This year’s Deaf Awareness Week theme is “Access to Communication.” A week aimed at raising a greater awareness and a heightened understanding of the challenges that the Deaf community faces when accessing communication in person and online.
The “Access to Communication” theme aims to break down barriers that restrict Deaf people from being able to fully participate in society.
Having access to communication is a fundamental human right. If communication barriers are presented they can strip people of their independence, resulting in both a feeling of frustration and social isolation.
Some common communication obstacles faced by the Deaf community include:
- A lack of digital access: Many websites do not provide inclusive access to their digital content. This includes videos with no captions or transcripts, uncontrollable media players, content that is not user-friendly, and a lack of alternative contact methods.
- Language barriers: Many hearing people are not familiar with British Sign Language (BSL) and may not know how to communicate effectively with Deaf people. Unfortunately, many organisations also don’t use BSL interpreters, who can help to bridge some vital communication gaps.
- Difficulty in accessing education: There can be challenges for Deaf individuals in accessing education and learning opportunities. This is due to many schools using learning resources which are not designed to accommodate the needs of Deaf people.
- Trouble with access to healthcare: Access to healthcare can be a challenge for Deaf people and people who are hard of hearing. Language barriers make it difficult to communicate with healthcare providers and understand medical jargon. Often, due to inaccessible contact methods, people can also find it a challenge to even make an appointment in the first place.
Together, we can eradicate these barriers. Ensuring that everyone has equal access to information and services; creating an accessible and equitable world.
Learn what it means to be Deaf for our younger generation
In the UK, there are over 50,000 Deaf children and young people. The National Deaf Children’s Society asked a few of them to share their stories about what being Deaf means to them.
4 ways to create an inclusive online experience for the Deaf community
1. Implement user-friendly content
BSL has a different grammatical structure to written English, so it’s important to write clear, consistent, and simplistic content. To achieve this, avoid the use of slang or abbreviations, have structured headings, and break content down into bite-sized sections.
It’s also important that you use the correct terminology:
- deaf (with a lowercase letter ‘d’) is generally used when referring to hearing loss. It can also be used for people who don’t identify as part of the Deaf community. For example, someone who may have become deaf in later life.
- Deaf (with a capital ‘D’) is used when communicating about the Deaf community, who typically communicate through sign language, or when talking about Deaf culture.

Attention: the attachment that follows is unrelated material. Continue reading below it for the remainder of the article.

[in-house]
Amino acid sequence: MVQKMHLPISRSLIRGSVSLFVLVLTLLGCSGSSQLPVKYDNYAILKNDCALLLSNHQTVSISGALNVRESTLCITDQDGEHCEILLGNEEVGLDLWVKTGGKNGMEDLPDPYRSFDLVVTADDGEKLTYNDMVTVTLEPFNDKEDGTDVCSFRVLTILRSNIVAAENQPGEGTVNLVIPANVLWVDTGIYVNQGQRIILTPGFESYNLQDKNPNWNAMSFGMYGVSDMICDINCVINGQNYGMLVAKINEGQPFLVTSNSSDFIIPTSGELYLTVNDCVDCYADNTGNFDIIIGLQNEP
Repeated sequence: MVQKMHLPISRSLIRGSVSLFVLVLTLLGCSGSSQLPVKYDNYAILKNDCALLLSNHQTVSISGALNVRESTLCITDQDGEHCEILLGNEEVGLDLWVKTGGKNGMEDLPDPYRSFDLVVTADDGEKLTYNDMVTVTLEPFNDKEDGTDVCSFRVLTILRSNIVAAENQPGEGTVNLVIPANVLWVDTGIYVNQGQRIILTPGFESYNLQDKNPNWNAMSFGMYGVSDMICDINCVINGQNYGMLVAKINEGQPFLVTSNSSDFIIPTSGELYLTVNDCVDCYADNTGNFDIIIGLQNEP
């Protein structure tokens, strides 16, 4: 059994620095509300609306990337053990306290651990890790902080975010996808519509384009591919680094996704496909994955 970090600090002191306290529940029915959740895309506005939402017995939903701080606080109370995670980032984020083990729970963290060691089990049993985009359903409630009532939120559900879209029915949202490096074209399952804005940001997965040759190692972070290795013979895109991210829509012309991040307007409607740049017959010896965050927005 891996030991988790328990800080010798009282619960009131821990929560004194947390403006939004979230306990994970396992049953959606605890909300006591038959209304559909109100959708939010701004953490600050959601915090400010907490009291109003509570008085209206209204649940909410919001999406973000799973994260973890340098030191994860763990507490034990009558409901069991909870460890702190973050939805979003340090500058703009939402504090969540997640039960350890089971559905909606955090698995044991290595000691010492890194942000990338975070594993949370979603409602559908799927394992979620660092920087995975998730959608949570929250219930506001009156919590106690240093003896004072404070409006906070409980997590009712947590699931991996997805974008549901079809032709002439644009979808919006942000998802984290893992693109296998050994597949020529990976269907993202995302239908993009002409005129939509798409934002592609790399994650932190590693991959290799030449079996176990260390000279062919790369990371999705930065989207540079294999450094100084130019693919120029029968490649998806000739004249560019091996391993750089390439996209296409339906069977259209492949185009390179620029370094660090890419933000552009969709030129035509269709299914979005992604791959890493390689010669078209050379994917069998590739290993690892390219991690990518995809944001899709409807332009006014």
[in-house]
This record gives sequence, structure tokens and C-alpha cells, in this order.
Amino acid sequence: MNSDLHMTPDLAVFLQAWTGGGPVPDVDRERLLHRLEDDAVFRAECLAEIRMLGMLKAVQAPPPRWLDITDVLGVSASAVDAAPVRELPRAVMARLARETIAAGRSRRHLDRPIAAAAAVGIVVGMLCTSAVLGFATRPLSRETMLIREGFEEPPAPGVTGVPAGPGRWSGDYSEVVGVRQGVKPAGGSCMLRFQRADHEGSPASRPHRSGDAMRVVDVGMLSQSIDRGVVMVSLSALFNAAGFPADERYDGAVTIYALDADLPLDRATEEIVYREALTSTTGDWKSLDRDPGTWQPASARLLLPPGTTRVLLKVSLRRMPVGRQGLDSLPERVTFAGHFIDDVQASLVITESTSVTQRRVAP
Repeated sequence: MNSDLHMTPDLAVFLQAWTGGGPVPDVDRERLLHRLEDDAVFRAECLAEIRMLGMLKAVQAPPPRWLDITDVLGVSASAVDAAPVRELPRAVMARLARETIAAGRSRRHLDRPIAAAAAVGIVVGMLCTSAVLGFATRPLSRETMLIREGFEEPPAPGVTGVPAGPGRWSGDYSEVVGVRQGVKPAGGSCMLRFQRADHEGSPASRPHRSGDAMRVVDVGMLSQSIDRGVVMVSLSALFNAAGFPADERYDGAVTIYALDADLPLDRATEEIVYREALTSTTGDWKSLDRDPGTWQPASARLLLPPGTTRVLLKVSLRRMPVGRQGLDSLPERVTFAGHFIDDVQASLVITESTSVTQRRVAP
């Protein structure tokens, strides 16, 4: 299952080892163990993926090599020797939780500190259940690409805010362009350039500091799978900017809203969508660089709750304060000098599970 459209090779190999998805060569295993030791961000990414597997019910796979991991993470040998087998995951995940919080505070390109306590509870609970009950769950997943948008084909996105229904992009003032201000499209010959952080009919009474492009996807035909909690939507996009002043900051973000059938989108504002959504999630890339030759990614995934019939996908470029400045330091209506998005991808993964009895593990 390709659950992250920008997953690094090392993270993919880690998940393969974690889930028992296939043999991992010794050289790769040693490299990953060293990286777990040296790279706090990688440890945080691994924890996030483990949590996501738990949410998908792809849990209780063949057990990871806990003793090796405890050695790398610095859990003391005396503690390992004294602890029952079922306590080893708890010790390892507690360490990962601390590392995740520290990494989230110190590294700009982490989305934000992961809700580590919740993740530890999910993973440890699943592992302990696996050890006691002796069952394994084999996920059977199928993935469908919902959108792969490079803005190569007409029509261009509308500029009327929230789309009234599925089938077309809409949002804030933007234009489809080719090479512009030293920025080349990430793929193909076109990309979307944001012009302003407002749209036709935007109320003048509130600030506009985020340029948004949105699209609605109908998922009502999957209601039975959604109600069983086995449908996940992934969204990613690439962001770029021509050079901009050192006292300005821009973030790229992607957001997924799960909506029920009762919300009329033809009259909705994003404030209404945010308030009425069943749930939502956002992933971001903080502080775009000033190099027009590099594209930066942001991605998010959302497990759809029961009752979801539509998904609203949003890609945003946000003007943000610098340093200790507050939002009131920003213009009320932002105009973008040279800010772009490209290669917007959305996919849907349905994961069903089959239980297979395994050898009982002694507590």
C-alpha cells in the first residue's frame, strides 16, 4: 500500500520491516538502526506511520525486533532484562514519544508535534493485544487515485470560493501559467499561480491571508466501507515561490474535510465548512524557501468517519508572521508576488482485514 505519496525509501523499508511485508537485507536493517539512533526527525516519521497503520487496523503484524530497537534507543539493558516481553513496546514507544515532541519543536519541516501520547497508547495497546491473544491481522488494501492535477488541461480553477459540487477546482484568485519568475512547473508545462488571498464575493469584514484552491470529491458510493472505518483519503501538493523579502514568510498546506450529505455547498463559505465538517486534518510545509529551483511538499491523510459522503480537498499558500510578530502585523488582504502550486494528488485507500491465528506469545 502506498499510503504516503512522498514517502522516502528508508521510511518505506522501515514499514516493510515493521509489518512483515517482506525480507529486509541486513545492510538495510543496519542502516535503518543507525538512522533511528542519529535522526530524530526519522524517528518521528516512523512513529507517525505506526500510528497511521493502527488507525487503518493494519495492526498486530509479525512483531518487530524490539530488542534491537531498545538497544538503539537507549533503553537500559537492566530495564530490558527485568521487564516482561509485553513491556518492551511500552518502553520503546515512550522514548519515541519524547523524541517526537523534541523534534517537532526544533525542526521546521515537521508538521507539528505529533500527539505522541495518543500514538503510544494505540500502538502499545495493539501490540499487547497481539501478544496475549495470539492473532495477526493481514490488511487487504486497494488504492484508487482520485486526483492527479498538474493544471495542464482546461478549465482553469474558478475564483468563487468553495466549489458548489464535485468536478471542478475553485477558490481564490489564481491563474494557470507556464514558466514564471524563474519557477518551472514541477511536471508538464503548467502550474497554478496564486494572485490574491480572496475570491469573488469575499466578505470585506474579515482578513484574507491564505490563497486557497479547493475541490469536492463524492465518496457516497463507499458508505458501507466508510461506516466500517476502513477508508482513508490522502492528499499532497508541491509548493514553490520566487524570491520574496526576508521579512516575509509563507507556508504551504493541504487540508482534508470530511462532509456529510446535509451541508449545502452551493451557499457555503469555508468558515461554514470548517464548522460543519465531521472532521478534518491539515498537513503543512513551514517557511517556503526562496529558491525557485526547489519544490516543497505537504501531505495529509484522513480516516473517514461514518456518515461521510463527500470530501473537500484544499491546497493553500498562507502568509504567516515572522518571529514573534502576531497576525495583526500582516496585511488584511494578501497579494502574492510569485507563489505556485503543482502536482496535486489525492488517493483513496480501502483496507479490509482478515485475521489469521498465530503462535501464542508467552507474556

- Hard of hearing is used for people who have lost some, but not all, of their hearing.
2. Add captions and transcripts to your media files
Adding captions to your media is a critical resource for Deaf people and those who are hard of hearing. Try muting your TV or media player and see how hard it is to decipher the dialogue without the use of captions.
Nowadays, it’s easy to add captions through software, such as YouTube, that automatically creates them for you. This being said, it’s always wise to:
- Double-check that they are accurate and synchronised properly.
- Check the placement of your captions, to make sure they don’t interfere or block visual elements of the screen.
- Make sure controls are present, so users can toggle them on or off as they wish.
Everyone processes information differently, transcripts can help Deaf people understand your video content. Even more so, they are a crucial aspect on items such as podcasts.
3. Use high-quality audio
It’s important to use clear and crisp audio, with minimal background noise. This will ensure that people who are hard of hearing will be able to interact with your content.
Low-quality audio can create inaccurate captions or transcripts as well, slowing down the editing process for yourself.
Remember to ensure that media controls are also present, to give your users the ability to adjust the volume as necessary.
4. Offer alternative contact methods
When we asked influencers previously in our Digital Accessibility Matters campaign, this is something that was often raised.
A website is typically a primary way for users to gain contact information. For obvious reasons, the Deaf community often require different contact methods other than just a phone number. Therefore, it’s vital to always provide an email address or an online form on your contact detail information.
Improve how you communicate with Deaf people and those who are hard of hearing by learning the basics
Watch our 12 useful Deaf communication tips:
Learn some basic everyday words in BSL:
Further useful resources:
- How to translate your content into BSL
- Sign up for Deaf Awareness Training
- Be more Deaf aware at work
- 12 tips for communicating with Deaf patients
- RNID’s information and support services
- Support for children with hearing loss